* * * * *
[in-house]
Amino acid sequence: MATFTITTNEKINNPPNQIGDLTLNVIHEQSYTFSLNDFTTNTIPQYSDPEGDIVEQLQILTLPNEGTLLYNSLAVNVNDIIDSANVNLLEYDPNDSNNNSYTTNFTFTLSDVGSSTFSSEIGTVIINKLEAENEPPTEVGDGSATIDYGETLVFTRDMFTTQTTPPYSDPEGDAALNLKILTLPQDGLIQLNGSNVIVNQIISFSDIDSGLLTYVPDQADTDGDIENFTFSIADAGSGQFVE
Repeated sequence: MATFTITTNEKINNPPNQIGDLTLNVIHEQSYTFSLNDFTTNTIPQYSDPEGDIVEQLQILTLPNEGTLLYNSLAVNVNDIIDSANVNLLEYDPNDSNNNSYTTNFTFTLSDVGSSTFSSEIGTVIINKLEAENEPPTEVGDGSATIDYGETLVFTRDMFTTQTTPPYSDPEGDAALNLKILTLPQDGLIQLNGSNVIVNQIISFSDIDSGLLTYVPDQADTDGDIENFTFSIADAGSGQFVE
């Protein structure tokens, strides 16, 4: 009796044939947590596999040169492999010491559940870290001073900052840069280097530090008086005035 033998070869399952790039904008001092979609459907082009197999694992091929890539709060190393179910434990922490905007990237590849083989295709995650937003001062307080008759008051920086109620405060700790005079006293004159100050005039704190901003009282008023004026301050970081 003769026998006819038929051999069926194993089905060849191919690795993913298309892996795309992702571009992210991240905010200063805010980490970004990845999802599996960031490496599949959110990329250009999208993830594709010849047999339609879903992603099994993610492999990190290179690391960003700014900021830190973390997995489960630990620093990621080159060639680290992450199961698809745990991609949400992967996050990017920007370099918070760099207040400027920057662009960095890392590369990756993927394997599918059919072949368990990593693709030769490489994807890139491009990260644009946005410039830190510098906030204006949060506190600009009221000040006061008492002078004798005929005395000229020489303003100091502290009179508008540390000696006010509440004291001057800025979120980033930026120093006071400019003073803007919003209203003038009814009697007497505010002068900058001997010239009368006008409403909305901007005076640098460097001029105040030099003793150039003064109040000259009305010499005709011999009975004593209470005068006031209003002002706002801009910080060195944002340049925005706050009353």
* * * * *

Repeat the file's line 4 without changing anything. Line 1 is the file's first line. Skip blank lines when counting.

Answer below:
């Protein structure tokens, strides 16, 4: 009796044939947590596999040169492999010491559940870290001073900052840069280097530090008086005035 033998070869399952790039904008001092979609459907082009197999694992091929890539709060190393179910434990922490905007990237590849083989295709995650937003001062307080008759008051920086109620405060700790005079006293004159100050005039704190901003009282008023004026301050970081 003769026998006819038929051999069926194993089905060849191919690795993913298309892996795309992702571009992210991240905010200063805010980490970004990845999802599996960031490496599949959110990329250009999208993830594709010849047999339609879903992603099994993610492999990190290179690391960003700014900021830190973390997995489960630990620093990621080159060639680290992450199961698809745990991609949400992967996050990017920007370099918070760099207040400027920057662009960095890392590369990756993927394997599918059919072949368990990593693709030769490489994807890139491009990260644009946005410039830190510098906030204006949060506190600009009221000040006061008492002078004798005929005395000229020489303003100091502290009179508008540390000696006010509440004291001057800025979120980033930026120093006071400019003073803007919003209203003038009814009697007497505010002068900058001997010239009368006008409403909305901007005076640098460097001029105040030099003793150039003064109040000259009305010499005709011999009975004593209470005068006031209003002002706002801009910080060195944002340049925005706050009353």